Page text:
Saved By the Bell
Since I currently live in the city where I grew up, I’m running into a lot of people I went to high school with. I’m not talking about my friends from high school who I’d love to catch up with; I mean the kind of people whose Facebook advances I avoided for my entire college career.
It’s not that I hate these people or wish them any immediate and lasting harm; it’s just that I don’t really know them and their absence from my life has not affected me in the least. We just happened to be educated in the same building for a period of our youth.
One of the more unpleasant types of former classmate encounters is the kind where they keep trying to make small-talk when all you want them to do is take your order. I don’t mean at a decent restaurant, as many people my age work as waiters and waitresses; I mean the kind of food-related occupation you went to high school to avoid. It’s always awkward to pick a spot in the conversation to interrupt them and say “I’ve had enough of conversing with you like a real person for the moment, so stop talking and assemble my panini.”
Another uncomfortable situation is one where you run into someone who has acquired a great deal of life baggage in the short amount of time since you last saw them, such as a hundred pounds or children.
“Glad I’m not you…I mean ‘GOOD SEEING YOU’”.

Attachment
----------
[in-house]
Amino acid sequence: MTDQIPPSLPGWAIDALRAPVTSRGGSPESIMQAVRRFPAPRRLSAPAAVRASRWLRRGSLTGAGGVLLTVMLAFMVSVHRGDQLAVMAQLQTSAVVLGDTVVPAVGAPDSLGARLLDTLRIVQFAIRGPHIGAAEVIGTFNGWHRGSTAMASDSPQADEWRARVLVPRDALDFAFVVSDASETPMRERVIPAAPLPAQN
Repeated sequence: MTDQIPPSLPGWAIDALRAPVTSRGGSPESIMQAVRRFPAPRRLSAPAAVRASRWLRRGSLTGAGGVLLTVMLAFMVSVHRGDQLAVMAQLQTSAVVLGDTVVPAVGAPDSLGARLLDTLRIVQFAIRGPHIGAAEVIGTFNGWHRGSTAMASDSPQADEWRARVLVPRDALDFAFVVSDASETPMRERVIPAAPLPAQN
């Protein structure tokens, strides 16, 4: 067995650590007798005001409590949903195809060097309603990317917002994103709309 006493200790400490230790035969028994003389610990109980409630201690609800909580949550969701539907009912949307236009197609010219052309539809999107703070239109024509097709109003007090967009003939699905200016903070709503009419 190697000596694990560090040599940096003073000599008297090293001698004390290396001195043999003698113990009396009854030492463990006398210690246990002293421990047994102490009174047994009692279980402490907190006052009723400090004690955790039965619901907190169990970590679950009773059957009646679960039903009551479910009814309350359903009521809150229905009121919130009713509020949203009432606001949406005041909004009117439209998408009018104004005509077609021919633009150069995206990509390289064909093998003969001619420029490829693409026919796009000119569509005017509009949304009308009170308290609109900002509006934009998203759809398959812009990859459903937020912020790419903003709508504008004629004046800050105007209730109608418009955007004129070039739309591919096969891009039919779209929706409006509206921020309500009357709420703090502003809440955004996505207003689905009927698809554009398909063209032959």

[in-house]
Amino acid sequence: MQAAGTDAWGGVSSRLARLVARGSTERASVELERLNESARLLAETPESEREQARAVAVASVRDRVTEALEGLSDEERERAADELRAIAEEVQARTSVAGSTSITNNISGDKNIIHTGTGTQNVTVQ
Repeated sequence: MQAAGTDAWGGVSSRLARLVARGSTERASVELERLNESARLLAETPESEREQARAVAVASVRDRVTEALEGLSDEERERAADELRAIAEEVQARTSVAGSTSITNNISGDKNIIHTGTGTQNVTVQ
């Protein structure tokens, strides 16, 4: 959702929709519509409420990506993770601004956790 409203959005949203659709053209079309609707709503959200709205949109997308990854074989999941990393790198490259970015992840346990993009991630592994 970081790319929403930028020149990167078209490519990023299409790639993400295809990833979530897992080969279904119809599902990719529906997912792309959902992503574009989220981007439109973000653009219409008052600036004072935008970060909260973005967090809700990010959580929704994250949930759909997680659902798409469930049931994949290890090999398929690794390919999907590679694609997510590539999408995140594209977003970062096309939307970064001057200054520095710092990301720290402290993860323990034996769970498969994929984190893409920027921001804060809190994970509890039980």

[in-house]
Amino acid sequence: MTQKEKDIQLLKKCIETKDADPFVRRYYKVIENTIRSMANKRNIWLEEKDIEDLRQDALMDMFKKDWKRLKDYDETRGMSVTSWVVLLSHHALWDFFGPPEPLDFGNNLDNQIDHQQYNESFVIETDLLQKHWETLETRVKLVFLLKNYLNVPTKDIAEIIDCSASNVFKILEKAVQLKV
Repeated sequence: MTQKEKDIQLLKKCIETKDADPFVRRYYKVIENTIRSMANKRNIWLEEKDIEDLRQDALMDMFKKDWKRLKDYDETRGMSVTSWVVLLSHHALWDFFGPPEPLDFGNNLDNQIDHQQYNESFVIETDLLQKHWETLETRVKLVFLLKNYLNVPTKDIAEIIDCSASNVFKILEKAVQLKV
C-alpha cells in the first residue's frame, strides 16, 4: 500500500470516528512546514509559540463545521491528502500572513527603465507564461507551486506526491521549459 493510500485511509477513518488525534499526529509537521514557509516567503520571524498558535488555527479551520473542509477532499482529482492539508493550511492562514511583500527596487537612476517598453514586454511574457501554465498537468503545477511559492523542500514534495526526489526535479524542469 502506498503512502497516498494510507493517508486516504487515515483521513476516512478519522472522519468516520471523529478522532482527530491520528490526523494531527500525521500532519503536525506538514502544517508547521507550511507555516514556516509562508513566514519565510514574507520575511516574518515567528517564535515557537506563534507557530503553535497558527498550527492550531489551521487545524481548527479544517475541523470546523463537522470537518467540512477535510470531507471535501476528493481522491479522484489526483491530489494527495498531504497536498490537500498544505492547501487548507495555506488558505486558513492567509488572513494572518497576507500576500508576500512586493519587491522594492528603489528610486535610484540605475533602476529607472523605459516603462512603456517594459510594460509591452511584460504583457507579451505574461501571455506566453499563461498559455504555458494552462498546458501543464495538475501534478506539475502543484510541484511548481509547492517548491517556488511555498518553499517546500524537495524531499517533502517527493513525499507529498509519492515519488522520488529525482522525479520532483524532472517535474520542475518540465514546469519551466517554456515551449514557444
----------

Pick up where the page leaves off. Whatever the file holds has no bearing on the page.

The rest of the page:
Recently, I ran into a girl I went to high school with and participated in one of the dumbest conversations I’ve ever had in my life. We ran into each other outside of a store and did the basic “Oh hey! How are you?” exchange, and then I started the follow-up questions. I asked her if she was still in school and said no, explaining that she had gone to community college for a couple of months and had no interest in continuing with her high education career . That’s fine, college isn’t for everyone, so I asked if she was working. No again. Hmm. If she wasn’t in school, she must have been working, so I started to reexamine my questions to see where I may have confused her.
From my experiences with her in school, I remembered she was a little dumb, so I rephrased the part of the question I thought may have fooled her:
“Oh, I didn’t mean are you working right this second, I mean do you have a job?”
“Ohhhh yeah, I work in a restaurant.”
Really? Did she genuinely believe I was asking if she was working right that second? The only scenario I can think of where that could be possible is if she was a hooker, and she wasn’t even slightly offended about me inquiring about her possibly being a prostitute.
“Oh, am I working right now? Nope, I’m actually not selling myself on the streets but thanks for asking!”